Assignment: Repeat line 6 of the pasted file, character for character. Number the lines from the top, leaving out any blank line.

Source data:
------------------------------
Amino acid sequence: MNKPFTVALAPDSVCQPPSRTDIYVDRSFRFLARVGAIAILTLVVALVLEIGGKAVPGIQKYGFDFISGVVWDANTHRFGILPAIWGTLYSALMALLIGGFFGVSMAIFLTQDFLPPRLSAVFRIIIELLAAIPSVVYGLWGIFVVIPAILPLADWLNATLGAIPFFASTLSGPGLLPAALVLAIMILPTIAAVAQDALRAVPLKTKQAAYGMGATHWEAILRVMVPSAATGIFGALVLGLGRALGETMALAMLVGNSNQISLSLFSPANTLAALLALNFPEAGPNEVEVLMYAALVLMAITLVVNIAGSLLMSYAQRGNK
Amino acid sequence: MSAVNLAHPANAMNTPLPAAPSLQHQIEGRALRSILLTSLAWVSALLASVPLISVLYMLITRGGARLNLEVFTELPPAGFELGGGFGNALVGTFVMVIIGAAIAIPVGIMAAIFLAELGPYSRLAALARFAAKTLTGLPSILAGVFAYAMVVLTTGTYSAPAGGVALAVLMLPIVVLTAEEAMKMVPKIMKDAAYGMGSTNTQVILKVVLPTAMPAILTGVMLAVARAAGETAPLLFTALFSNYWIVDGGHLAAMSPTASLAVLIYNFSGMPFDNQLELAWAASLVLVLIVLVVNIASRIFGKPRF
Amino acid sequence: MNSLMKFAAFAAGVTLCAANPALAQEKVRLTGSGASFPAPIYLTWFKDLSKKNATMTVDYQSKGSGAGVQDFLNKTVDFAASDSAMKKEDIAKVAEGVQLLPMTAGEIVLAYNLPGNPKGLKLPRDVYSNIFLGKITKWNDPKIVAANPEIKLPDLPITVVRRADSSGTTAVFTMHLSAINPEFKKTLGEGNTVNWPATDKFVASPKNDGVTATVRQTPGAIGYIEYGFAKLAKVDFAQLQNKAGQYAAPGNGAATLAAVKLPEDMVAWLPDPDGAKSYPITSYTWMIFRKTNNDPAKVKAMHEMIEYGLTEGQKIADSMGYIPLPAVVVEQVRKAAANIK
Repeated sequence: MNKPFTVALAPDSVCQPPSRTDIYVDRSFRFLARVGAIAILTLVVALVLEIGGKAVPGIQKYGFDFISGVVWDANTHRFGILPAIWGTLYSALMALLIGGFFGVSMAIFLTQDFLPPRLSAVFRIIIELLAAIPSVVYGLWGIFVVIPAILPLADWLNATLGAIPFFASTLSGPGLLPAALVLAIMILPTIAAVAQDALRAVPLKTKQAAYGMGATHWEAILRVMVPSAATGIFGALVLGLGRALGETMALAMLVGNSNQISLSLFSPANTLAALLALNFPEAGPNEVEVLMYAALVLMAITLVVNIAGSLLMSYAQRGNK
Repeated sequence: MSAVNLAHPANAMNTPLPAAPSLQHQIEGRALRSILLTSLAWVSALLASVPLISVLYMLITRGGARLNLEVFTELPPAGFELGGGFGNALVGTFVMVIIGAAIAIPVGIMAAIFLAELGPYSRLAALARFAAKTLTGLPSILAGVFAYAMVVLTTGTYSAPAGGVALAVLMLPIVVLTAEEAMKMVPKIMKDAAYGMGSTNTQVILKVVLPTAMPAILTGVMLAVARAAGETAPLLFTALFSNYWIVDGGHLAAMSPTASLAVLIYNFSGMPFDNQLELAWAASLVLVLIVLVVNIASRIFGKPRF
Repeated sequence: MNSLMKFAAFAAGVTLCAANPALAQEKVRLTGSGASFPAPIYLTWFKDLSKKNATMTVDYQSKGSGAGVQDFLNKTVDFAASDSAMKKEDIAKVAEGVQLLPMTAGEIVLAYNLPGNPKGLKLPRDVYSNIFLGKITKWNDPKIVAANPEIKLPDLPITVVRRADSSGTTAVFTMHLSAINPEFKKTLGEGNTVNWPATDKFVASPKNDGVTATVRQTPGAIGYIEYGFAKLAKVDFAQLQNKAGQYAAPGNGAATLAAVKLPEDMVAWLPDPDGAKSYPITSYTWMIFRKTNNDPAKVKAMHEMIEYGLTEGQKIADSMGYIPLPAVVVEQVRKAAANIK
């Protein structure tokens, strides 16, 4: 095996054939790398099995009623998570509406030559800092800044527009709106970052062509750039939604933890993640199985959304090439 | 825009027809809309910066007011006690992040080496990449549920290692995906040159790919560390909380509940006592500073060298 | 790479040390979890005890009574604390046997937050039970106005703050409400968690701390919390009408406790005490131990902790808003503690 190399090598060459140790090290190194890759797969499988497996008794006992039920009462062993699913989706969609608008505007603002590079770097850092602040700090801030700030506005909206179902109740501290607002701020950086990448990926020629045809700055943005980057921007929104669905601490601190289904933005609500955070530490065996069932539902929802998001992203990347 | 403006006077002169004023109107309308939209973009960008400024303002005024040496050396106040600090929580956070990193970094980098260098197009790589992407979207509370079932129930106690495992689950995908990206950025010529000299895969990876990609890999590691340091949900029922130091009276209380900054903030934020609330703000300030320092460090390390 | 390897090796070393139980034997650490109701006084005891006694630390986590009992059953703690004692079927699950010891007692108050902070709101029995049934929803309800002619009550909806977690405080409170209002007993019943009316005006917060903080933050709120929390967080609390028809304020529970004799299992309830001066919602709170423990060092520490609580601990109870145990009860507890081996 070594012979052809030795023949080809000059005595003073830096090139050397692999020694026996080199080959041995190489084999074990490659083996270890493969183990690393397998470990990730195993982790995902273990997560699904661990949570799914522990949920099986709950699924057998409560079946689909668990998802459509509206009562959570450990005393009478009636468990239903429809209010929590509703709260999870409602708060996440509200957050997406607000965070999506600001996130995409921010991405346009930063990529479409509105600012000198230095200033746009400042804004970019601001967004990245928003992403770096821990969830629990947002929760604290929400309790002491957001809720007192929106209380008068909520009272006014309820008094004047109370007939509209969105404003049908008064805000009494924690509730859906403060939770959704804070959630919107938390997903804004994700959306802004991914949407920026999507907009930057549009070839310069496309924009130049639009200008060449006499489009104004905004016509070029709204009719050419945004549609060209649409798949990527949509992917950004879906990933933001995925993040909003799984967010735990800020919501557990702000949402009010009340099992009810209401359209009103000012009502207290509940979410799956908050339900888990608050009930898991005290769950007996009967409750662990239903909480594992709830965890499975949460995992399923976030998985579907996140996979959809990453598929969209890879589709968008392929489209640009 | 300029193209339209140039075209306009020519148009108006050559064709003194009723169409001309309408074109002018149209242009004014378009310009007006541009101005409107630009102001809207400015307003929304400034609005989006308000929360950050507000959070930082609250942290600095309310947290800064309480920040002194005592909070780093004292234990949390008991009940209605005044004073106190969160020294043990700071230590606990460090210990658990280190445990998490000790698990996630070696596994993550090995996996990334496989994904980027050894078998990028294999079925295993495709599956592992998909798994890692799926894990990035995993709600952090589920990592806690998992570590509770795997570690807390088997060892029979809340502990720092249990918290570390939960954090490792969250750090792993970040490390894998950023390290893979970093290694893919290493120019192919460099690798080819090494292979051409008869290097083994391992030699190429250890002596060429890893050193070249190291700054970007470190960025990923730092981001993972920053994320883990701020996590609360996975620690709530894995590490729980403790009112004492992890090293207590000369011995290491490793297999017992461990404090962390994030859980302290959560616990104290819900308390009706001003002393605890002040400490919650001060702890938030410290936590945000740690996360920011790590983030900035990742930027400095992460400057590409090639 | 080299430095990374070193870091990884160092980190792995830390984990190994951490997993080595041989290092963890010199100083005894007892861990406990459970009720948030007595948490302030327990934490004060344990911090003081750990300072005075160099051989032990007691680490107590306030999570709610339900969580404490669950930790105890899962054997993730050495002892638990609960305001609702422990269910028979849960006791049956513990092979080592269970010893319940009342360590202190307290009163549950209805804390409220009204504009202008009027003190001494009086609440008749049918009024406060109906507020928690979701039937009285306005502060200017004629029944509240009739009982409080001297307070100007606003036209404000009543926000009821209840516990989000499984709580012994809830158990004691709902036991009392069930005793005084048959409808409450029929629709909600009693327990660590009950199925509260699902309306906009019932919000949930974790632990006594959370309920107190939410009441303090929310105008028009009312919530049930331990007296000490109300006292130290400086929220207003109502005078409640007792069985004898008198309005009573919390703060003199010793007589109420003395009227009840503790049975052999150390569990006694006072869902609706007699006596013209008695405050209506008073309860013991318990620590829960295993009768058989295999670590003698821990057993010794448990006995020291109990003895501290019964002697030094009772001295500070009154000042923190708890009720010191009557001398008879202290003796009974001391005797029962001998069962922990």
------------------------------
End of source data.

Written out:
Repeated sequence: MNSLMKFAAFAAGVTLCAANPALAQEKVRLTGSGASFPAPIYLTWFKDLSKKNATMTVDYQSKGSGAGVQDFLNKTVDFAASDSAMKKEDIAKVAEGVQLLPMTAGEIVLAYNLPGNPKGLKLPRDVYSNIFLGKITKWNDPKIVAANPEIKLPDLPITVVRRADSSGTTAVFTMHLSAINPEFKKTLGEGNTVNWPATDKFVASPKNDGVTATVRQTPGAIGYIEYGFAKLAKVDFAQLQNKAGQYAAPGNGAATLAAVKLPEDMVAWLPDPDGAKSYPITSYTWMIFRKTNNDPAKVKAMHEMIEYGLTEGQKIADSMGYIPLPAVVVEQVRKAAANIK